Nasal Obstruction (Chronic Mouth Breathing)
Nasal Obstruction (Chronic Mouth Breathing) – About
Nasal obstruction is blockage of the nose or nasal cavity. It can have many causes and can range from a mild annoyance to a serious condition. One common cause is a deviated nasal septum. The septum is the structure separating the nostrils inside the nose. Septal deviation, or a “crooked septum”, may cause a narrowed airway and difficulty breathing. If severe then surgery may be necessary to straighten the septum and restore the airway and improve nasal breathing. Another common cause of nasal obstruction is called inferior turbinate hypertrophy. On the inside of the nose there are normal bony structures called turbinates. Most people have three turbinates on each side of their nose. They serve to humidify the air we breathe in through our noses and play a role in our ability to smell. They are covered by a large amount of spongy mucosa (the pink lining inside the nose). The turbinates are very susceptible to allergy and dust irritation. If they become swollen, it can be difficult to breathe through the nose. Enlarged adenoid tissue (tonsil-like tissue that sits at the back of the nose) is another possible cause of nasal obstruction. This is more commonly a problem in young children, but occasionally can affect adults as well.
Mouth breathing is common in individuals whose nasal passages are obstructed or restricted. It is an involuntary, subconscious adaptation simply in order to get enough air. Long term mouth breathing in children may affect their teeth and appearance of their face. It also may cause gingivitis (inflamed gums) and halitosis (bad breath), especially if mouth breathing occurs during sleep.
Nasal Obstruction (Chronic Mouth Breathing) – Diagnosis
You will be asked to give a complete medical history and your doctor will perform a thorough physical examination. This will involve nasal examination with lighted scopes and may use imaging, including CT scans and MRIs, when necessary. Your doctor may also recommend testing for allergies.
Nasal Obstruction (Chronic Mouth Breathing) – Treatment
Treatment of nasal obstruction usually begins with medication to address any underlying allergies or reversible causes of nasal swelling. Your doctor may also recommend additional conservative treatments such as avoiding known allergens and using nasal saline irrigations. Common medications used to treat the various causes of nasal congestion include:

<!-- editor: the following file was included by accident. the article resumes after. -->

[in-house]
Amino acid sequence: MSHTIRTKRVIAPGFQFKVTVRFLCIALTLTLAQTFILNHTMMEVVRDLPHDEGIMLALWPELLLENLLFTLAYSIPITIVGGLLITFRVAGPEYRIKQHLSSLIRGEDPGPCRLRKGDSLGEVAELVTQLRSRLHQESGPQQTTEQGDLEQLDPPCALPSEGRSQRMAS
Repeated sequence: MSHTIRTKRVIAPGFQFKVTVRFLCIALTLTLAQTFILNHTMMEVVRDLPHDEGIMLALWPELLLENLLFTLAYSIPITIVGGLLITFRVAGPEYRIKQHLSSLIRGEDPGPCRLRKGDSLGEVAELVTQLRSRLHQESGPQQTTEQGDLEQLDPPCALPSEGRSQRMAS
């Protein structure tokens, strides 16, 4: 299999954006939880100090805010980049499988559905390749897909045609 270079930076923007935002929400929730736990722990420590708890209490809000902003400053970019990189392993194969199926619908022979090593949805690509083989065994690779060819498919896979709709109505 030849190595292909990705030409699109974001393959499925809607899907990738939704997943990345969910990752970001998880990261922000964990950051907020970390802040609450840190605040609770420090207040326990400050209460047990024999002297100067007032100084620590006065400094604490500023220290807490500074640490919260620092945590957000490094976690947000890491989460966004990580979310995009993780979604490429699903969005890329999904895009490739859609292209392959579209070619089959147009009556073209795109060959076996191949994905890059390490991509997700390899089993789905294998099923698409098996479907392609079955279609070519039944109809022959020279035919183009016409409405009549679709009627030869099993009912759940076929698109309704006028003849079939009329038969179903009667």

- Topical nasal steroid spray
- Topical nasal antihistamine spray
- Oral antibiotic (in case of bacterial infection)
- Oral steroid
- Oral antihistamine
If there is no improvement with medications surgery may be required.
Depending on the cause of the nasal obstruction the most common surgeries is to correct a deviated septum (septoplasty) or to shrink the turbinates.
Septoplasty is considered if a deviated septum obstructs your nasal passages and causes nasal obstruction. The incision is made inside the nose. The normal lining of the nose overlying the septum is elevated and preserved and the crooked portions of the septum are removed. The lining is then laid back down and stitched in place. Care is taken to leave certain key supporting areas of cartilage and bone intact in order to avoid any sagging of the bridge or tip of the nose. If the deviation is severe enough or involves these support areas, referral to a head and neck plastic surgeon is appropriate to discuss a slightly more involved procedure. Septoplasty is an outpatient procedure. With the exception of some tenderness of the tip of the nose for a week or so, the recovery is typically easy.
Turbinate reduction is indicated when the tissue covering the turbinate bone is particularly swollen. Previously, the removal of turbinates was popular, but there are several new surgical techniques that can be used to shrink turbinates, including use of radiofrequency energy or a small tissue-shaving device. One common and conservative method includes making a tiny incision inside the nose at the front of the turbinate, sliding an instrument under the lining, and shaving down the excess swollen tissue. The instrument is than removed and the thinned lining is allowed to heal back onto the bone. This procedure is also commonly combined with a repositioning of the bone out toward to side of the nose to allow more space in the airway. Like septoplasty, turbinate surgery is an outpatient procedure, and is associated with little discomfort afterwards
Your doctor may recommend having your adenoids removed surgically if they are the cause of the nasal obstruction. Most adenoidectomies are performed on an outpatient basis.
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